St. Thomas, the Prince of Theologians, writes wonderfully of the Mass. “The Mass,” he says, “obtains for sinners in mortal sin the grace of repentance. For the just, it obtains the remission of venial sins and the pardon of the pain due to sin. It obtains an increase of habitual [Sanctifying] grace, as well as all the graces necessary for their special needs.”
St. Paul, the Hermit, stood once at the church door as the people entered. He saw the soul of one man, a great sinner, in such a state of horrible corruption as appalled him. Moreover, he saw a devil standing by his side who seemed to have complete control of him.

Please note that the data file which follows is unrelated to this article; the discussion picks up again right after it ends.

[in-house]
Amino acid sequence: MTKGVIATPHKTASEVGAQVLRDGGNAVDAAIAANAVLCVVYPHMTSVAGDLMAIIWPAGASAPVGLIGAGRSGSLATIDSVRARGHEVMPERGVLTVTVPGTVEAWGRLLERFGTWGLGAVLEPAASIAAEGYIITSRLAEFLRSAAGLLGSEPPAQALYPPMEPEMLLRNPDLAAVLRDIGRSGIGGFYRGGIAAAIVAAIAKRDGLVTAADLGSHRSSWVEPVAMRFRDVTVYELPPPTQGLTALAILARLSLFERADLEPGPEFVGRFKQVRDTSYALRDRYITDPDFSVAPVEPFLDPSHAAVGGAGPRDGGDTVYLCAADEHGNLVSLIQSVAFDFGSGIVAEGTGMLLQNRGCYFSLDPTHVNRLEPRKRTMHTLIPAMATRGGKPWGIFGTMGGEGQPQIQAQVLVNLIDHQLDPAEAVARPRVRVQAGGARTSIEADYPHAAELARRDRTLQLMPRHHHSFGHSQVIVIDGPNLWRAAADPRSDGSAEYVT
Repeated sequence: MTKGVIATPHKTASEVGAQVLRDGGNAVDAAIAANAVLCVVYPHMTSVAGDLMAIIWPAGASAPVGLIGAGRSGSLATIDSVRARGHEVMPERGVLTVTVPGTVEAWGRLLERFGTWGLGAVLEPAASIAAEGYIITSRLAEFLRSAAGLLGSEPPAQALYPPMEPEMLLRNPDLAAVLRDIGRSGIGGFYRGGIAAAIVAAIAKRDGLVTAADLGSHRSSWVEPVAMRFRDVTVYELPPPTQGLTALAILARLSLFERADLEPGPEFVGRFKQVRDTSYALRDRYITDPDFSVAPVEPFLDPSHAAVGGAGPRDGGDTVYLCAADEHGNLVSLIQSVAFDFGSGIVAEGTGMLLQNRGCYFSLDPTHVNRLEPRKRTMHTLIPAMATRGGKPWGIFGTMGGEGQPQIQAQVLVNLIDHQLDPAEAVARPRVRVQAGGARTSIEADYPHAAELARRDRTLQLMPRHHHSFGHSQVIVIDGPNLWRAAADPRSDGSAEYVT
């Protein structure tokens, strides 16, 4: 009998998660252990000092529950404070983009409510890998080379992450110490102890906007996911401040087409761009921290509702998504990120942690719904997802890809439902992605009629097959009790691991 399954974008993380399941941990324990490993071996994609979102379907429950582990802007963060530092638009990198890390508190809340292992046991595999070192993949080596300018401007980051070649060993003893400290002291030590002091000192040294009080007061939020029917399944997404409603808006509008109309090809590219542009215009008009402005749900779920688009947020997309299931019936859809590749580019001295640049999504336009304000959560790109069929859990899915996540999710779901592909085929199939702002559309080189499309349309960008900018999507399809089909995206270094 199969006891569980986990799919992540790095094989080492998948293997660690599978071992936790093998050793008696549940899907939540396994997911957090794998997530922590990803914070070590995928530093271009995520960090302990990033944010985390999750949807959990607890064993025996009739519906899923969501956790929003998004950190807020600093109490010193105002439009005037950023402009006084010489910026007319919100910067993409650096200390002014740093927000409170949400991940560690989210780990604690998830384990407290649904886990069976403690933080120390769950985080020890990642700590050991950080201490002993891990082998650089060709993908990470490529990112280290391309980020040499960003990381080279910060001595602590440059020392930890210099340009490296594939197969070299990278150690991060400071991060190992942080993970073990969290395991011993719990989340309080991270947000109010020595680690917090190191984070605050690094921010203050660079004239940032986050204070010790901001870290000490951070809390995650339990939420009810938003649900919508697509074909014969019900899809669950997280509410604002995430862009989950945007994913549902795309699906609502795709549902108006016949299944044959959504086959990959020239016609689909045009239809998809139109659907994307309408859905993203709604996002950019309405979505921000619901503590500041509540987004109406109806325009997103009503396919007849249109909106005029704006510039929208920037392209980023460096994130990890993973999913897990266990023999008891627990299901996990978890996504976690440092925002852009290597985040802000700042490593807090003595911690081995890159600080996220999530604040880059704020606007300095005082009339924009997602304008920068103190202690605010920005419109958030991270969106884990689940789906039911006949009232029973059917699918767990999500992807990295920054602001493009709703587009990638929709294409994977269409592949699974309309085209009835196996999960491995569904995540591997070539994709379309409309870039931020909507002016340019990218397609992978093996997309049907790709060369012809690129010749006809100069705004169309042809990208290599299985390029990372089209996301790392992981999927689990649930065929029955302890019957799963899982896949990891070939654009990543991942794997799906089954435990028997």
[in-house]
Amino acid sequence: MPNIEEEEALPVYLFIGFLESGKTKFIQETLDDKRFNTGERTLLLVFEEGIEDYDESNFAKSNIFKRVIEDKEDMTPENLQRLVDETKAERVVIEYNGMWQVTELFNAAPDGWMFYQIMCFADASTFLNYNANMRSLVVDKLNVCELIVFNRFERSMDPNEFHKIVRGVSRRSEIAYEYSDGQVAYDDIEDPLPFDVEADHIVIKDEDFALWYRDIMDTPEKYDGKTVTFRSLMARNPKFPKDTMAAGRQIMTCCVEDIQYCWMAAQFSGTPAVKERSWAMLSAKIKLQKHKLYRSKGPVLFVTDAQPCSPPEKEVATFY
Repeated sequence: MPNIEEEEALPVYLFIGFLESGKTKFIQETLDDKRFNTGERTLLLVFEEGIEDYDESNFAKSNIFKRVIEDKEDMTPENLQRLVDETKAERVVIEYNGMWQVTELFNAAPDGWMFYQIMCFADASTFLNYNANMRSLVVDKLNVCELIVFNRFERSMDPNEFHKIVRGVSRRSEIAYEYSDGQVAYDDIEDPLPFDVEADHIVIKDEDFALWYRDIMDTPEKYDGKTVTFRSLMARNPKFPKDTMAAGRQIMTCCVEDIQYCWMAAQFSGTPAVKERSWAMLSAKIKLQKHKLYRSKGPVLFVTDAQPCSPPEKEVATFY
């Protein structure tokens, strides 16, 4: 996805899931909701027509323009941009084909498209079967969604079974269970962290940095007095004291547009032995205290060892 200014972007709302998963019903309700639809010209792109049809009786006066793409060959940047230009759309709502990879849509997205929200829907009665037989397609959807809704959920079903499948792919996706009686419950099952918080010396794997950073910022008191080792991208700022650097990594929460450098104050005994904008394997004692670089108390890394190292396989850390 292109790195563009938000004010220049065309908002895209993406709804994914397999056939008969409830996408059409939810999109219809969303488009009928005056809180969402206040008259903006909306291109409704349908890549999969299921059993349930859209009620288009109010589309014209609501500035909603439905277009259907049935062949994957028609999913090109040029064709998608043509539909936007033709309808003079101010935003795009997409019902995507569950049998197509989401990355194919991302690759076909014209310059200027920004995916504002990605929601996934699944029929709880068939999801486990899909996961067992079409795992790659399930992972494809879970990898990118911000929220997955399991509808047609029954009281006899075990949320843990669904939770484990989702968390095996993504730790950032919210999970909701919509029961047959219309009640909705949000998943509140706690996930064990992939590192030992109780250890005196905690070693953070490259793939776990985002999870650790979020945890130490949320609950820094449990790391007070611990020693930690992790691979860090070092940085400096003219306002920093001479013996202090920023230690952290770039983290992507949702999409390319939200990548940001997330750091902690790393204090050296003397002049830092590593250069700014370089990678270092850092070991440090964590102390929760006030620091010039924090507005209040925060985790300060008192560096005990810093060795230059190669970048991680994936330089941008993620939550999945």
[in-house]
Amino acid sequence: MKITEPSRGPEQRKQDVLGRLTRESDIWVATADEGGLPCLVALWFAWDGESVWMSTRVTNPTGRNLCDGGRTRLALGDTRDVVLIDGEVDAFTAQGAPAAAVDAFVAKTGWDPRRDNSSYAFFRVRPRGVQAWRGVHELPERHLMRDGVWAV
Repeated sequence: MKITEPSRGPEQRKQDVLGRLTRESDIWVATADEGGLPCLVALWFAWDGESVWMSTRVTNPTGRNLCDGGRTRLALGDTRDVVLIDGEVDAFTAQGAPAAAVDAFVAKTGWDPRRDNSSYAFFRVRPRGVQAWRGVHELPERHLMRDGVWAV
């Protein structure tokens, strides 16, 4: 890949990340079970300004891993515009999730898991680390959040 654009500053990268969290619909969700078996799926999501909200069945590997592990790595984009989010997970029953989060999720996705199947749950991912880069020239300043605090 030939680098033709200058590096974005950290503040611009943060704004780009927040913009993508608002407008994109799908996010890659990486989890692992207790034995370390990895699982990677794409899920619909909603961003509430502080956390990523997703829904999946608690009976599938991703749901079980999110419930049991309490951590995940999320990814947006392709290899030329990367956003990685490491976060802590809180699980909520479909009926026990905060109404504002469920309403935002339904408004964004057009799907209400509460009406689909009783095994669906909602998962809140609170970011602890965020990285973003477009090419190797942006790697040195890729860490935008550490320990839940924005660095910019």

On leaving the church, he saw the same man so completely changed that he called him aside and asked him confidentially if he was sorry for his sins. The poor man at once confessed that he had committed many and very grave sins, but during the Mass he had read in his prayer book, “If your sins are as red as scarlet, I will make them as white as snow.” “I began at once to ask God to pardon and forgive me, and I am very sorry for my sins and I wish to go to Confession at once.”
St. Paul saw that by his act of sincere sorrow the man was, by the infinite merits of the Mass, pardoned of all his sins.